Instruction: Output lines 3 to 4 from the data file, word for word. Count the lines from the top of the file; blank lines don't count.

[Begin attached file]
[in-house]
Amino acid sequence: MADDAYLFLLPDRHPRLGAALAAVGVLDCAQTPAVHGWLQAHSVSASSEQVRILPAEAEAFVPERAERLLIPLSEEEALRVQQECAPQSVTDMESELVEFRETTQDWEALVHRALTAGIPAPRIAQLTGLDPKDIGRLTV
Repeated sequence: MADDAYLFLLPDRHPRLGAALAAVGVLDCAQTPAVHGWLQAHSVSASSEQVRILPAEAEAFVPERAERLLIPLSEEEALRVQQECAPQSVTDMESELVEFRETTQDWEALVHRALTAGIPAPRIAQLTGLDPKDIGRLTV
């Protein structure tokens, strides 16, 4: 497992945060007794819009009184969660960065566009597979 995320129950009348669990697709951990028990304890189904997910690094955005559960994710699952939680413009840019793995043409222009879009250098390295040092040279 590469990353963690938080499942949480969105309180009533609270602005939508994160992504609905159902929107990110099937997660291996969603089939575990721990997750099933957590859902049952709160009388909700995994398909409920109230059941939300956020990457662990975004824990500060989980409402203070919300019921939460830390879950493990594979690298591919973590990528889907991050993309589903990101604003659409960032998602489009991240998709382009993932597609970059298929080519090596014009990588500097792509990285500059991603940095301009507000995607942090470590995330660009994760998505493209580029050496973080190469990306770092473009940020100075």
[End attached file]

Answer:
Repeated sequence: MADDAYLFLLPDRHPRLGAALAAVGVLDCAQTPAVHGWLQAHSVSASSEQVRILPAEAEAFVPERAERLLIPLSEEEALRVQQECAPQSVTDMESELVEFRETTQDWEALVHRALTAGIPAPRIAQLTGLDPKDIGRLTV
């Protein structure tokens, strides 16, 4: 497992945060007794819009009184969660960065566009597979 995320129950009348669990697709951990028990304890189904997910690094955005559960994710699952939680413009840019793995043409222009879009250098390295040092040279 590469990353963690938080499942949480969105309180009533609270602005939508994160992504609905159902929107990110099937997660291996969603089939575990721990997750099933957590859902049952709160009388909700995994398909409920109230059941939300956020990457662990975004824990500060989980409402203070919300019921939460830390879950493990594979690298591919973590990528889907991050993309589903990101604003659409960032998602489009991240998709382009993932597609970059298929080519090596014009990588500097792509990285500059991603940095301009507000995607942090470590995330660009994760998505493209580029050496973080190469990306770092473009940020100075």